Despite the imposed Soviet rules in history-writing, Ukrainian historians continued stubbornly to write a more ethnic Ukrainian history. In the Institute of History, the majority worked on Ukrainian history, disguised often in terms of mandatory “national liberation struggle” and other topics. I wonder if all Armenian historians complied or whether some of them did not write the imposed history? Were there dissident movements in history-writing? How did some historians avoid the imposed topics?
While talking about Armenian history, it is hard not to think about the Armenian diaspora abroad and its role in the country’s changes, even in Soviet times. What was the role of the Armenian diaspora in Soviet Armenian history-writing? As I mentioned previously, the Ukrainian diaspora, mainly in the USA and Canada, strongly pushed for Ukrainian studies and lobbied Ukrainian research topics during conferences. The Ukrainian diaspora harassed Soviet embassies and dignitaries to question about purges, Russification, as well as many other issues. This is why I wonder if the Armenian diaspora, which is much more organized and stronger, could somehow influence or lobby Moscow for Armenian interests?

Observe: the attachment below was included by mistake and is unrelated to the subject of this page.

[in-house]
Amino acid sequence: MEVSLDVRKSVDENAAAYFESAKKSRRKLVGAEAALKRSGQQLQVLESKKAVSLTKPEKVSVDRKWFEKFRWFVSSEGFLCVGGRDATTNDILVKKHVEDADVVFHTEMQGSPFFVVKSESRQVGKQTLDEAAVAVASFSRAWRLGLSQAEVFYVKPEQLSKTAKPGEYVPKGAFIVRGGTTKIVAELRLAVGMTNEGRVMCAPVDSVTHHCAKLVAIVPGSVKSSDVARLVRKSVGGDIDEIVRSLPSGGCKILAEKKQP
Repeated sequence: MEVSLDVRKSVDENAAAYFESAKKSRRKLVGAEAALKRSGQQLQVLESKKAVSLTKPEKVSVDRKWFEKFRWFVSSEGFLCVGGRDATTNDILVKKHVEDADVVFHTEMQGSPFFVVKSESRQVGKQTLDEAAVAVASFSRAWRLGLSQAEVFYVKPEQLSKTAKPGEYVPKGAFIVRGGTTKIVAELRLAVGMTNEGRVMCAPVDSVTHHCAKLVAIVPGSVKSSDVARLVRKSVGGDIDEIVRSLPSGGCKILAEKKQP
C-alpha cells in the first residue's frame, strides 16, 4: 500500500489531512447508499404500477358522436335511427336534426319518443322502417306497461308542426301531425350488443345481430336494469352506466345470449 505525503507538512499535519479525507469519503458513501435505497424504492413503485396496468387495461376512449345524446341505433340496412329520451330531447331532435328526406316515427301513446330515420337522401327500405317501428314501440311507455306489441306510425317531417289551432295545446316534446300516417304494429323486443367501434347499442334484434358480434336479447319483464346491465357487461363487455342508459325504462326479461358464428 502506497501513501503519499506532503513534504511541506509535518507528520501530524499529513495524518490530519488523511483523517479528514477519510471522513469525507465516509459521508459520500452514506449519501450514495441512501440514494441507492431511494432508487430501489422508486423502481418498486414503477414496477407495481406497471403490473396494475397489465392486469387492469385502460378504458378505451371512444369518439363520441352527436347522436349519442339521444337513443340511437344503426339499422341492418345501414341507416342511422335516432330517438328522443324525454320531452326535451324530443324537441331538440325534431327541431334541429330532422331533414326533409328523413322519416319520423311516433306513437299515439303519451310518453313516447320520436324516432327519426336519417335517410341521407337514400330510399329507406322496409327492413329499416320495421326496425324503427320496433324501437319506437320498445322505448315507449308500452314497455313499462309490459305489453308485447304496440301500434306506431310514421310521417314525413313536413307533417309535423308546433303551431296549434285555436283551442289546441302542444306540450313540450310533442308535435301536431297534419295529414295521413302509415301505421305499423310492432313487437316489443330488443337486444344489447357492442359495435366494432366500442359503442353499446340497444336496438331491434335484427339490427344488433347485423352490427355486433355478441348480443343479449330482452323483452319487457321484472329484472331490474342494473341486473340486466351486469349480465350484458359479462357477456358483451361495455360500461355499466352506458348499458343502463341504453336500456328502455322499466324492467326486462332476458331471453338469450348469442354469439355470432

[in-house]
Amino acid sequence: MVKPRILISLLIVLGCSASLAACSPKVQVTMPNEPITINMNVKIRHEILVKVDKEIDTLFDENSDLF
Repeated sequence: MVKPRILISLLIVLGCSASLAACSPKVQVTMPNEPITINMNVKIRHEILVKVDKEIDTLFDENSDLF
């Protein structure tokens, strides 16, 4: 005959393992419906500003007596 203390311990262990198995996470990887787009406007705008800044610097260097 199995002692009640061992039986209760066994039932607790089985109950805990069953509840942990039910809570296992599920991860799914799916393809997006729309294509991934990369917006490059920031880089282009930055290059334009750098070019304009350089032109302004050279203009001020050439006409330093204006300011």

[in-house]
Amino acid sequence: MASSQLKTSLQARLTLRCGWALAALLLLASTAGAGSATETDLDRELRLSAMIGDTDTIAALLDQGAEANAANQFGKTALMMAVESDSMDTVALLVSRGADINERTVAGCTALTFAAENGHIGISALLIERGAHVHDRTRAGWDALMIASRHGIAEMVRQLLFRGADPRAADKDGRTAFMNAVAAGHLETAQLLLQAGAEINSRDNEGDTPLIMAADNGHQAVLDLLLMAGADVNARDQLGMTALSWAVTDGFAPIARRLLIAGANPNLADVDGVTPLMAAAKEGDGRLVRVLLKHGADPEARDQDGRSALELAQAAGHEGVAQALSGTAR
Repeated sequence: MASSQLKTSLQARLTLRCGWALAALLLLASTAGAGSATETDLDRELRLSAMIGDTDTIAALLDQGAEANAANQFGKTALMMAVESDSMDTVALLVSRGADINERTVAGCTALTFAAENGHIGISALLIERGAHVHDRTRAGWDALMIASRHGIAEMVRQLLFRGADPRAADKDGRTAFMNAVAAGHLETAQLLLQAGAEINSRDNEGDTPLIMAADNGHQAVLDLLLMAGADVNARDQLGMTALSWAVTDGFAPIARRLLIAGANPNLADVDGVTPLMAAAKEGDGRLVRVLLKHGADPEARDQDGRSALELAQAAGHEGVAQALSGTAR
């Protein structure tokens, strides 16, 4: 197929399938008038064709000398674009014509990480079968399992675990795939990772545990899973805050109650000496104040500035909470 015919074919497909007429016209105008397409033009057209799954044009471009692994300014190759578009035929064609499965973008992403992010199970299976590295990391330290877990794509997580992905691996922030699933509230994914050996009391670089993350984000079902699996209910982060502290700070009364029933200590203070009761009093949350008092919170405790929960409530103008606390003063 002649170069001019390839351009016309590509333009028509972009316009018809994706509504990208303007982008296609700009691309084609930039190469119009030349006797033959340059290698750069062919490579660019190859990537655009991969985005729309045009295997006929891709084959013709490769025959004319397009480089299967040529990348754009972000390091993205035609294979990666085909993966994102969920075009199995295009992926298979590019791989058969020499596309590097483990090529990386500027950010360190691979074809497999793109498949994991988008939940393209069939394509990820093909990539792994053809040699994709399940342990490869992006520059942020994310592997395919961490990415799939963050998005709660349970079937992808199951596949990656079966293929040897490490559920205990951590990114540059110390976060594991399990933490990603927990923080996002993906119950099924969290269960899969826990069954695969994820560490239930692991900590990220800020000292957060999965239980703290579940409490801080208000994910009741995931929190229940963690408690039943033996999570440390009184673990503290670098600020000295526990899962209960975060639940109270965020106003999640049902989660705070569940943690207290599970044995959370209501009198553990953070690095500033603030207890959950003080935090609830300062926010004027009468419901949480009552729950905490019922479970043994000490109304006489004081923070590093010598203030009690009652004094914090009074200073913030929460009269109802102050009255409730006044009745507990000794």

Last but not least is my query about the collaboration in writing Armenian history among Armenian, Azerbaijani and Georgian historians during Soviet times. I have no idea if it was possible or not. As far as I know there was no such collaboration including Ukrainian historians. As a rule, Moscow decided everything and sent Moscow historians to supervise and to discuss the history-writing process, as was the case with the writing of the three-volume History of Poland’s in socialist Poland. However, it is interesting to know if historians in the Caucasian region collaborated in some way, or was it difficult to cross national differences?
Georgian emigrant scholars and the fate of the Georgian archive abroad.
Georgian participants, such as Marine Svanidze and Ketevan Svanidze, both from Batumi Shota Rustaveli University, focused on European ideals and national identity in Georgian emigrant literature abroad, as well as in Georgia. They focused on Georgian emigrants in Germany, namely on Grigol Robakidze (1880-1962), who was engaged in national-patriotic, cultural, educational and scientific activities abroad.